The rebel alliance seized control of the northern towns of Ndele and Bamingui in the last few days, and has now also seized Bria, a central-northern town in the country's diamond-mining area. On December 18, 2012 following an appeal from CAR President Francois Bozize, Chadian troops entered CAR to join the government army in re-taking the captured towns. In a statement sent to AFP on December 17, the alliance said that unless Bozize's administration agrees to discuss their grievances over peace terms, the insurgents will do all they can "to change, sooner or later, this predatory regime".
The towns in rebel hands are Ndele, Sam-Ouandja, Ouadda, Bamingui and Bria, hundreds of people have been displaced from their homes in Sam-Ouandja and Ndele. The organisation noted that the towns' residents faced "restricted access to assistance and social services, and loss of personal belongings and livelihoods".
Medecins Sans Frontieres (MSF), the Danish Refugee Council, and the French Red Cross, which work in Ndele and other nearby towns, have evacuated their staff to the capital, Bangui. MSF is maintaining a minimum presence at the hospital in Ndele.
"The humanitarian community is deeply concerned about the humanitarian impact on the civilian population and urges all parties to observe strictly international humanitarian law, ensure that humanitarian access and space are unhindered as well as protect civilian lives and livelihoods," Modibo Toure, acting UN resident and humanitarian coordinator in CAR, said in a December 18 statement.
Thierry Vircoulon, Central Africa project director for the think tank International Crisis Group, told IRIN that the rebels were "progressing quite fast and they constitute a real threat for the regime".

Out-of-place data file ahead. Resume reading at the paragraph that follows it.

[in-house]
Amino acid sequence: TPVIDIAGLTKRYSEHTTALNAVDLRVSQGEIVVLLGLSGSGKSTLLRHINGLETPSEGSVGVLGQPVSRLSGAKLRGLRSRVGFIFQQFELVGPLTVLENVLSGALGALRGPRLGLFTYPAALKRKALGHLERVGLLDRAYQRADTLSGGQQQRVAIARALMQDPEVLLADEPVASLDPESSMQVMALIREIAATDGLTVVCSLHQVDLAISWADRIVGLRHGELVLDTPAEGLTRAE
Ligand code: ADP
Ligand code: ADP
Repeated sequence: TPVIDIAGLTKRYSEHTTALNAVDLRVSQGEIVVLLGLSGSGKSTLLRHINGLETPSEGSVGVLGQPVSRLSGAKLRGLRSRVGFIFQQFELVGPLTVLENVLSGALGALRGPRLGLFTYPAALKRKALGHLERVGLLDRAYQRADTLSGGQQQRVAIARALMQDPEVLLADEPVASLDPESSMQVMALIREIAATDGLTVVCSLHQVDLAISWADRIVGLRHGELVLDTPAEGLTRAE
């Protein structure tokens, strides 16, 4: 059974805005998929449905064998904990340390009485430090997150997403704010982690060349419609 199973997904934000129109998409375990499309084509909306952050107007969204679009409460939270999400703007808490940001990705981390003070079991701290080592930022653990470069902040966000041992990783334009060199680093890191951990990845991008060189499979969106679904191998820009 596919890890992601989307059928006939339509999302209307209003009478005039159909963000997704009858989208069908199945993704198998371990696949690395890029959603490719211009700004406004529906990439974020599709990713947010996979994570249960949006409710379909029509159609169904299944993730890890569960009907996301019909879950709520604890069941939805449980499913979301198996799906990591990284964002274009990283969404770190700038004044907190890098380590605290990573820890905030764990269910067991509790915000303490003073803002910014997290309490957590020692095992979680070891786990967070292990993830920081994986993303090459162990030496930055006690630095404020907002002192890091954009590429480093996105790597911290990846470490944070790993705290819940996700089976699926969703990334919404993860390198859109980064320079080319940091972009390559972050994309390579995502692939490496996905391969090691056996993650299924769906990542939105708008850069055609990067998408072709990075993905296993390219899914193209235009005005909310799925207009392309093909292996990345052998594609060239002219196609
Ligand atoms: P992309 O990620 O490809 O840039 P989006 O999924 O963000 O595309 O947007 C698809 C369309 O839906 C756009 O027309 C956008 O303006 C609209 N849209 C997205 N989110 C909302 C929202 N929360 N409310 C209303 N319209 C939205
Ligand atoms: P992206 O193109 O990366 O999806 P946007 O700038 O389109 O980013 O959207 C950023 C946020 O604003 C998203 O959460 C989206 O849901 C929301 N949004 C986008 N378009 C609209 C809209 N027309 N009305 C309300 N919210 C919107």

"They managed to unite and they are sufficiently well-equipped to challenge the CAR'S army and, except for the Chadian army, no force can prevent them from taking the road to Bangui at this stage," he said.
An earlier alliance statement sent out a lei list of political and military demands and made a cessation of hostilities condition a on the government's agreement to hold talks with them.
The rebels want: the implementation of the recommendations of the Inclusive Political Dialogue, which was held in 2008 among government, civil society, the opposition and the rebels; financial compensation for the rebels; the release of political prisoners; and the opening of an investigation into the disappearance o former CPR (Convention of Patriots for Justice and Peace) leader Charles Massi and other "crimes':
The statement denounced, among other things, "the exclusion and the contempt, the favouritism and the tribalism" of the head of state and his family, as well as "the looting of the wealth of Central Africans by the government authorities who are supposed to protect them”.
The authorities have not responded officially to the seizure of Bamingui or Bria, or to the creation of the new alliance, though the latest army communiqué, dated December 12, noted the rebel capture of Ndele. The capture of these towns is a direct challenge to the government," Vircoulon said. "The demands of the rebels are very clear and illustrate a high level of dissatisfaction with the peace process. They basically consider that the peace process is unfinished business and needs to be reactivated."
The new politico-military alliance is called Seleka CPSK-CIIP-UFDR, and was officially launched in a press release signed by the three leaders on December 16.1t is made up of the Wa Kodro Salute Patriotic Convention (CPSK), chaired by Nureldine Adam; CPJP, chaired by Dhaffane Mohamed Moussa; and a dissident faction of the Union of Democratic Forces for Unity (UFDR), chaired by Michel Djotodja.
The first two groups have signed peace deals with the government and were supposed to have laid down their arms.
A number of government soldiers have been captured or are missing. Twenty-two soldiers captured during the seizure of Sam-Ouandja on December 10 are still in the hands of their captors. Additionally, between 10 and 30 are untraceable since the fall of Bamingui, according to sources that also mention the disappearance of vehicles and other military equipment.
This sudden resurgence of hostilities in northern CAR could jeopardise the peace process and the signing of the Comprehensive Peace Agreement between the government and three rebel movements APRD (Popular Army for the Restoration of Democracy); UFR (Union of Republican Forces); and UFDR.